The Reader


April 24, 2010 by David Gillaspie

Who writes for any reason other than to find a reader?  As a writer you already have one reader; it’s either you, or the editor you pay, so you’ll need another reason  Maybe a better question is who writes for any reason other than money?

Do you write because you have to?  Is writing a part of your regular job, or something you do in your free time?  If it’s part of your job, you get paid.  If it’s part of your free time, you have to ask about the benefits of writing time. 

Is it therapy?  Do you write to avoid smoking, over-eating, drinking?  A visit to a writing conference would show that failure while you mingle among fat drunks with bad breath.

Writing and drinking might be a traditional match, but some of the excitement of joining the alky-writer group wears off when you read that Hemingway could read Faulkner and tell when the booze kicked in.  Where’s the loyalty?  The only writing poster I had was Papa holding a Bud.  One drunk calling another drunk a drunk is less than manly and honorable.

I see a more direct link between writing and wrestling and hope to join the brotherhood of former wrestler writers.  Others in the group include Ken Kesey, the Oregon icon, and John Irving. 

Any group defined by those two has high standards.  One is Stanford grad school, the other is Iowa Writers’ Workshop.  Kesey is the west, Irving the east.  Read about Kesey in Tom Wolfe’s The Electric Acid Kool-Aide Test and you start seeing things. 

Did Kesey invent the Sixties?  Maybe.

He did write One Flew Over The Cuckoo’s Nest.  It eventually became an Academy Award winning movie, but only after Kirk Douglas was too old to play the lead.

John Irving wrote a book, then wrote a screenplay combining it with another book and won an Academy Award for his efforts.  He once said he is glad he read Dickens before Hemingway; if it had been the other way around he says he’d be a copywriter instead of a novelist.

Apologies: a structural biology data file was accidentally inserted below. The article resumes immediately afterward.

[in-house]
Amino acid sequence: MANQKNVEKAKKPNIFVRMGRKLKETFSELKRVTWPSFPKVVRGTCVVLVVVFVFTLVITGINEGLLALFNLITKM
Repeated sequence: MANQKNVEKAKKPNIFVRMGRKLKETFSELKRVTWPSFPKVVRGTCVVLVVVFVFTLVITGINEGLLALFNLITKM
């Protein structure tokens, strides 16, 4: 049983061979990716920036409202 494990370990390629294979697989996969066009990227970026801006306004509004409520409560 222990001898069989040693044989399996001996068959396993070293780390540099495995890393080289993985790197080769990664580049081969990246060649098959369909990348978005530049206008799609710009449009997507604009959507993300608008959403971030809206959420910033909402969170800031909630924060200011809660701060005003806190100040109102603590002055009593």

Kesey wrote for money and never got his share.  Irving writes for money and probably has better safeguards on his bank than someone who kick-started the idea of hippies by hanging out with The Beats.

So how do you write for money?  Do you pay fees to enter contests that have big awards?  Do you submit your work to magazines that pay in copies of the edition with your work in it?  Both are good ideas, but they aren’t money.

Have you self-published an ebook of expanded blog posts and tried selling it to the audience you thought you connected with for over a year?  How’s that working?  Are people actually paying for what they got for free?  As a business model that idea has problems.

Are you working on new ideas and rewriting older pieces to repurpose your content?  Experts say it’s a good idea.  Focus your interests into an area where you can dominate the subject.  Build that platform you need to launch a book.  If you sell two copies, keep figuring out what to do next.

Most important to writers is keeping a grip on the story bronco.  It wants to buck you off.  It wants you to fall in the dirt.  You’re either a rider, or you’re not; either a writer or someone waiting for the right time to write.

Now is the time.  Of course only a fool would try to write for money, but now is the time.  Only a deluded slacker would consider putting in the hours on the chair, but now is the time. 

Writing motivation and advice is as varied as the twenty-six letters in the alphabet grouped into every word ever used.  Success and failure get measured by the same stick, but only one result matters.  It’s crazy to write, to think it matters if you write or not. 

It only matters if you make it matter.  It isn’t money.  It isn’t awards.  It is a time of doing something that matters more to you than it does anyone else you know. 

All writers know the truth about writing.  Doing it makes you better than not doing it.

So, what’ll it be?


2 thoughts on “The Reader

  1. saml1 says:

    They say that writers write for the one reader, the writer. If that audience is not pleased, then the work has not been successful. That’s what they say.
    I think it’s therapy — at least it is for me.
    Enjoyed the piece.

    • David Gillaspie says:

      Glad to hear from you. Theraputic stories are the best, after all, isn’t writing about change? If nothing happens, where’s the story? (I’ve heard writers should write about what frightens them most. I don’t think they mean ice cream and cookies, mmmm.)

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